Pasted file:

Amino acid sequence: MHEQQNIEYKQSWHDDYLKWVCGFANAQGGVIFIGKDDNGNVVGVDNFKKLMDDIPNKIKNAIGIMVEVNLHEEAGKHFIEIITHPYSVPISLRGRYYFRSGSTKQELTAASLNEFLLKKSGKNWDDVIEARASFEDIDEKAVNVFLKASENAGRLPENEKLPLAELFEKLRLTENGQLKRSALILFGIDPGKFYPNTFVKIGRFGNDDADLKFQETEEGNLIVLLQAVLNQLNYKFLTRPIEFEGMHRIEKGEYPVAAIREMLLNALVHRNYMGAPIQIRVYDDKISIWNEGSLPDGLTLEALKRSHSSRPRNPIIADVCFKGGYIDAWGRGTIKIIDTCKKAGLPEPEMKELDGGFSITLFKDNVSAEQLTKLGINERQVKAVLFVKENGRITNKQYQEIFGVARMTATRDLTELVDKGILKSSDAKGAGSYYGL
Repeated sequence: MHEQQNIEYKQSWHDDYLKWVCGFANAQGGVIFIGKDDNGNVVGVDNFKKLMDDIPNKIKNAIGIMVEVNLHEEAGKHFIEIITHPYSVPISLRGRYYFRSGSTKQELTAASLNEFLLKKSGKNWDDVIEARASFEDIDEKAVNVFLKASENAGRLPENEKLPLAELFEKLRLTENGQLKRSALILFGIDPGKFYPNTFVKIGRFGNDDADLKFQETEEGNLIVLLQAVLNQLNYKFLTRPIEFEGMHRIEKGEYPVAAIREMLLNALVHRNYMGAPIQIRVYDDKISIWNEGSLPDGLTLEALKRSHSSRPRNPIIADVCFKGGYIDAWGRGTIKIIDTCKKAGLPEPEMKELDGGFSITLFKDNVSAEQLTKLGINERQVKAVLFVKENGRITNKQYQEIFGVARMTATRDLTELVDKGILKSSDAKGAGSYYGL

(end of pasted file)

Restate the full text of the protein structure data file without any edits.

Amino acid sequence: MHEQQNIEYKQSWHDDYLKWVCGFANAQGGVIFIGKDDNGNVVGVDNFKKLMDDIPNKIKNAIGIMVEVNLHEEAGKHFIEIITHPYSVPISLRGRYYFRSGSTKQELTAASLNEFLLKKSGKNWDDVIEARASFEDIDEKAVNVFLKASENAGRLPENEKLPLAELFEKLRLTENGQLKRSALILFGIDPGKFYPNTFVKIGRFGNDDADLKFQETEEGNLIVLLQAVLNQLNYKFLTRPIEFEGMHRIEKGEYPVAAIREMLLNALVHRNYMGAPIQIRVYDDKISIWNEGSLPDGLTLEALKRSHSSRPRNPIIADVCFKGGYIDAWGRGTIKIIDTCKKAGLPEPEMKELDGGFSITLFKDNVSAEQLTKLGINERQVKAVLFVKENGRITNKQYQEIFGVARMTATRDLTELVDKGILKSSDAKGAGSYYGL
Repeated sequence: MHEQQNIEYKQSWHDDYLKWVCGFANAQGGVIFIGKDDNGNVVGVDNFKKLMDDIPNKIKNAIGIMVEVNLHEEAGKHFIEIITHPYSVPISLRGRYYFRSGSTKQELTAASLNEFLLKKSGKNWDDVIEARASFEDIDEKAVNVFLKASENAGRLPENEKLPLAELFEKLRLTENGQLKRSALILFGIDPGKFYPNTFVKIGRFGNDDADLKFQETEEGNLIVLLQAVLNQLNYKFLTRPIEFEGMHRIEKGEYPVAAIREMLLNALVHRNYMGAPIQIRVYDDKISIWNEGSLPDGLTLEALKRSHSSRPRNPIIADVCFKGGYIDAWGRGTIKIIDTCKKAGLPEPEMKELDGGFSITLFKDNVSAEQLTKLGINERQVKAVLFVKENGRITNKQYQEIFGVARMTATRDLTELVDKGILKSSDAKGAGSYYGL